To shift or not to shift?

It seems to me that there is a growing trend of shifting everything online. By “everything” here I mean our personal computing. Why would you spend scarce gigabytes on your hard drive if you can keep all your email on gmail, all your documents in google docs, all your pictures in picasa, etc.? Having stuff online is not just practical in terms of saving space, but also in terms of access – your online storage can be accessed from anywhere, which is particularly convenient if you happen to use different computers at work, home, school, etc. At the same time, how much trust should we put in the third party company/s in order to keep all our information there (and i am not talking about privacy this time).

As Tarleton mentioned in his last lecture, we tend to pick on the big ones. So, it would not be surprising that I will refer here to Google, which I tend to both appreciate and examine with a critical eye. Usually, my concern with Google is about privacy and about the concentration of search services, however this time it is actually about reliability (and a little bit on consumer service :). Criticizing my skepticism, Leonichka once mentioned that he trusts Google until it does something to prove this wrong. Frankly, it was an important comment in my critical appreciation my thinking about Google. The only remaining question is what happens when this proving-wrong event actually takes place?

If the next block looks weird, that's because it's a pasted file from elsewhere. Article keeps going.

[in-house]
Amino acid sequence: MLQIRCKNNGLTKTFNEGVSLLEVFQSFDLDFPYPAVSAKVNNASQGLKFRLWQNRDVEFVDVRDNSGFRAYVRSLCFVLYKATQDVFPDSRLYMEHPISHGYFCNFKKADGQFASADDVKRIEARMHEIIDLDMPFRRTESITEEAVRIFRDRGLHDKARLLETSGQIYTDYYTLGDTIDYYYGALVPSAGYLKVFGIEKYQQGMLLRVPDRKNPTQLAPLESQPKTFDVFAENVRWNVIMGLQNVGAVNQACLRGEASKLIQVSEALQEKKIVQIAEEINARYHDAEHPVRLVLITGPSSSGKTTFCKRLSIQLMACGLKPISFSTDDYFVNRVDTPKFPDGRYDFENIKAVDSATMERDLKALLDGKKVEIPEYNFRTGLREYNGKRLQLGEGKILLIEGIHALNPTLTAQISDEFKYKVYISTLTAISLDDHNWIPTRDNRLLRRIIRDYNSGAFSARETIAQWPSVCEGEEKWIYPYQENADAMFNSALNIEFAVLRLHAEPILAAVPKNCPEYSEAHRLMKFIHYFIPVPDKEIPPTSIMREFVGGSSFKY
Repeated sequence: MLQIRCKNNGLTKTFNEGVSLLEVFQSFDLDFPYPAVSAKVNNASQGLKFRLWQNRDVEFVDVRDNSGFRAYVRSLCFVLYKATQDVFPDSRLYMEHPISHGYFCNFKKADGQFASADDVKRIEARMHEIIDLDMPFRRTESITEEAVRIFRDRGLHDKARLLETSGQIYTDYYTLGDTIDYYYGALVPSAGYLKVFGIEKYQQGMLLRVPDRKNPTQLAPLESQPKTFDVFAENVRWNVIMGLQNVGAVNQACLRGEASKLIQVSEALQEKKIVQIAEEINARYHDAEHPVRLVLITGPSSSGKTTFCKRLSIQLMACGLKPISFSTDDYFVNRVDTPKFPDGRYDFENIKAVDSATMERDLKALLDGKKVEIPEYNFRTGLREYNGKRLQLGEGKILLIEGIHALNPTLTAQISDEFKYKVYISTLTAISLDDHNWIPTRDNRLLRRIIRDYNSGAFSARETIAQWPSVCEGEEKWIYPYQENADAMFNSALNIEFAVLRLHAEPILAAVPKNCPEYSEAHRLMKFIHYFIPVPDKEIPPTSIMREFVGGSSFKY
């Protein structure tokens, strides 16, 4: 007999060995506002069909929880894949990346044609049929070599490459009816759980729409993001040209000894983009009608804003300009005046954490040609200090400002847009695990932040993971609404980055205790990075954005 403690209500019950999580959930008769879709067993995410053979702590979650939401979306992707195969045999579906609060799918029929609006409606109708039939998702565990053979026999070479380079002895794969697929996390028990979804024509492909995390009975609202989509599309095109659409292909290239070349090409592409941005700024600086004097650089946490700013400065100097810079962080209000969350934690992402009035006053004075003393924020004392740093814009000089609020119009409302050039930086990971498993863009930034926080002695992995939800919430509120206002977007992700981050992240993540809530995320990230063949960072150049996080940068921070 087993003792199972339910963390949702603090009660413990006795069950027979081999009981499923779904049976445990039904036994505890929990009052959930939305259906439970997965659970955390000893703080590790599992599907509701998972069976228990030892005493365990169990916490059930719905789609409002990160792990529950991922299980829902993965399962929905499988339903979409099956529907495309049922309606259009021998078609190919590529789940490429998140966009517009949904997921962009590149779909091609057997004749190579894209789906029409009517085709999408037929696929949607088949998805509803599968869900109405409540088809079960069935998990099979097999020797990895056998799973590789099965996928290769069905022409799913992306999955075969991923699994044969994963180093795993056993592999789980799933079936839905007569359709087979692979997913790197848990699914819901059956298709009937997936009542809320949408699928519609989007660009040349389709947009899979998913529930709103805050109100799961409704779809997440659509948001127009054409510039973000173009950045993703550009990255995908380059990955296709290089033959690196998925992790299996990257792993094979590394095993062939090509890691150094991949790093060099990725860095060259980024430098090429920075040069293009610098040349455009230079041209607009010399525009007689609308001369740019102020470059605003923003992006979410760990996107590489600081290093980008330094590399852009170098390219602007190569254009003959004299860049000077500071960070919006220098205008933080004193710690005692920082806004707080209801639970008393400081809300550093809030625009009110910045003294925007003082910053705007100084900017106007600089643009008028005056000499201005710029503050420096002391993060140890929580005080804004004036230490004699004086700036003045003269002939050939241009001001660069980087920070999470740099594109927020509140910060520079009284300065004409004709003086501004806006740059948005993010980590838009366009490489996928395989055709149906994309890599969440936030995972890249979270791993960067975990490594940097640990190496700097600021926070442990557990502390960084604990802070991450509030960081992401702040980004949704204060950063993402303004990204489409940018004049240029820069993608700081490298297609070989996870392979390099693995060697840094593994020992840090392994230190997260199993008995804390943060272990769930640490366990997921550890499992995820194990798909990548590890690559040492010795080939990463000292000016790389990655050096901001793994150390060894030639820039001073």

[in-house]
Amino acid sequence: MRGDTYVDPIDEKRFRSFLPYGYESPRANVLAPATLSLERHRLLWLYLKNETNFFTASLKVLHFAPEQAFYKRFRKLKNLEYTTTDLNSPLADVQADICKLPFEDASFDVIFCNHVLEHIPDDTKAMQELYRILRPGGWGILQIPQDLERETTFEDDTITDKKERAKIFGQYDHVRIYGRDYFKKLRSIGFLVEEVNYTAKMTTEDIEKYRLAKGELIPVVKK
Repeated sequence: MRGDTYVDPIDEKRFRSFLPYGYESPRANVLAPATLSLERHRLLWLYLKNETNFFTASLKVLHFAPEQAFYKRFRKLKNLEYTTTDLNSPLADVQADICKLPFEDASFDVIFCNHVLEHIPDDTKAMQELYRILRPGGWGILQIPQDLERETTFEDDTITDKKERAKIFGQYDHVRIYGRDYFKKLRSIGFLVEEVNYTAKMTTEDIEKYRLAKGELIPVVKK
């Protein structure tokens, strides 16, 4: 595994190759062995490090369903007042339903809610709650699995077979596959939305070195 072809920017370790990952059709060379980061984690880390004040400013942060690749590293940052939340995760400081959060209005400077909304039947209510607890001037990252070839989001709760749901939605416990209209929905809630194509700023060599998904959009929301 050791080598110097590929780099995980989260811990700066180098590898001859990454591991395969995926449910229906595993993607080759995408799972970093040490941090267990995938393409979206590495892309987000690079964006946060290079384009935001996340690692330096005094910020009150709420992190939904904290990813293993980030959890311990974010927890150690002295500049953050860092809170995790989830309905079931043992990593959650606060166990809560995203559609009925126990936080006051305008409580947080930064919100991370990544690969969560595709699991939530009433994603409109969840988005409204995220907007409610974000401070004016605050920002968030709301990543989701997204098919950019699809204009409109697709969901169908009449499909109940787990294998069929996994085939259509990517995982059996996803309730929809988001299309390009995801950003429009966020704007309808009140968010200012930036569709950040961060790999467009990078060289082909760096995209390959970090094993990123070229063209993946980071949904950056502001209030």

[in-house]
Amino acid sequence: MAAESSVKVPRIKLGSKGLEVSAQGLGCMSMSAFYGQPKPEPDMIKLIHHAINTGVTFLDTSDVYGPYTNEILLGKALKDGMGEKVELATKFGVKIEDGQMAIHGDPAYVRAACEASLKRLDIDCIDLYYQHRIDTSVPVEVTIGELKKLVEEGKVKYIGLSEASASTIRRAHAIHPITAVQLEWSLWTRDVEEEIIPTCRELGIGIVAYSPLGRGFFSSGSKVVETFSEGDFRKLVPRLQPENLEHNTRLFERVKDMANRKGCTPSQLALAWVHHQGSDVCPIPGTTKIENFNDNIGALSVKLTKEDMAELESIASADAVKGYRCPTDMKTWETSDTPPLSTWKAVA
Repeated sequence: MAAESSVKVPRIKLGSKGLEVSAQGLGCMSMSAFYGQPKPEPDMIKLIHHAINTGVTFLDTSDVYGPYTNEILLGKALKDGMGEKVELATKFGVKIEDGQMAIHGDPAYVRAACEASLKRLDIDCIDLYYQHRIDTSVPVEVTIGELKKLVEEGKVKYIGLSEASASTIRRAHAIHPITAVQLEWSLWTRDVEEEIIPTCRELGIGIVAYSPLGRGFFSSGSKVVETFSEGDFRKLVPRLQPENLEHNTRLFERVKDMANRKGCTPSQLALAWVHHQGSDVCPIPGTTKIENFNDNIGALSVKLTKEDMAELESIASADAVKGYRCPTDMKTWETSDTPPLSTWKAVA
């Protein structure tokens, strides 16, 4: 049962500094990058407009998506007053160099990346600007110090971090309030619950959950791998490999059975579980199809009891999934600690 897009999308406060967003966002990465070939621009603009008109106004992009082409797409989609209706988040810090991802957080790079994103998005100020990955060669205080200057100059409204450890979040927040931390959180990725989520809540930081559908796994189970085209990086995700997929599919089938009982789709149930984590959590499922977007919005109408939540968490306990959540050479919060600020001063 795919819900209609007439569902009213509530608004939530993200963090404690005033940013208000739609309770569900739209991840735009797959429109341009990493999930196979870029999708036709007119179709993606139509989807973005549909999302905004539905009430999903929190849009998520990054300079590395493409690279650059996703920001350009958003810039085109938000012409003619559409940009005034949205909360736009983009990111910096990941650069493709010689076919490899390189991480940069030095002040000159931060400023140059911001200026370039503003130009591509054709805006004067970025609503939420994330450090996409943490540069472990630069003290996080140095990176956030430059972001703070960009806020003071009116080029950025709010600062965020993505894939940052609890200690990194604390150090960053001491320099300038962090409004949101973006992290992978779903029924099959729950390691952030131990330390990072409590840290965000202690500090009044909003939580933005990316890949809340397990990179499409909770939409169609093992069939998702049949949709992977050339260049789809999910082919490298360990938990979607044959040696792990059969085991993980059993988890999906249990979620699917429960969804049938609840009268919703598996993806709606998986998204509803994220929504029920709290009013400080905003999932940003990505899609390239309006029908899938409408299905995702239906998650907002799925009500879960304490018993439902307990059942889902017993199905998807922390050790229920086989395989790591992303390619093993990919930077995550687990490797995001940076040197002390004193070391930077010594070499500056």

Last year I blogged about my not-so-pleasant encounter with gmail, when i was locked out of the email for about a week. Today I read a post by Danah Boyd about her friend’s encounter with Google. If you don’t have time/patience to read the original post, the story is simple. The guy has practically his entire life on Google (gmail, orkut, etc. – they do make great products!), but unfortunately, his account got hijacked (fishing) and soon deleted for spam abuse… (dramatic pause)… oops… (another dramatic pause)… Your work, your hobbies, your contacts, your communication – all is gone…

You do need to read more into Danah’s post to understand that it is not simple talking to Google and getting not-so-standard services from them. Eventually her friend got his data back, which raised another set of questions about “deleting” stuff from Google, but that is for another post.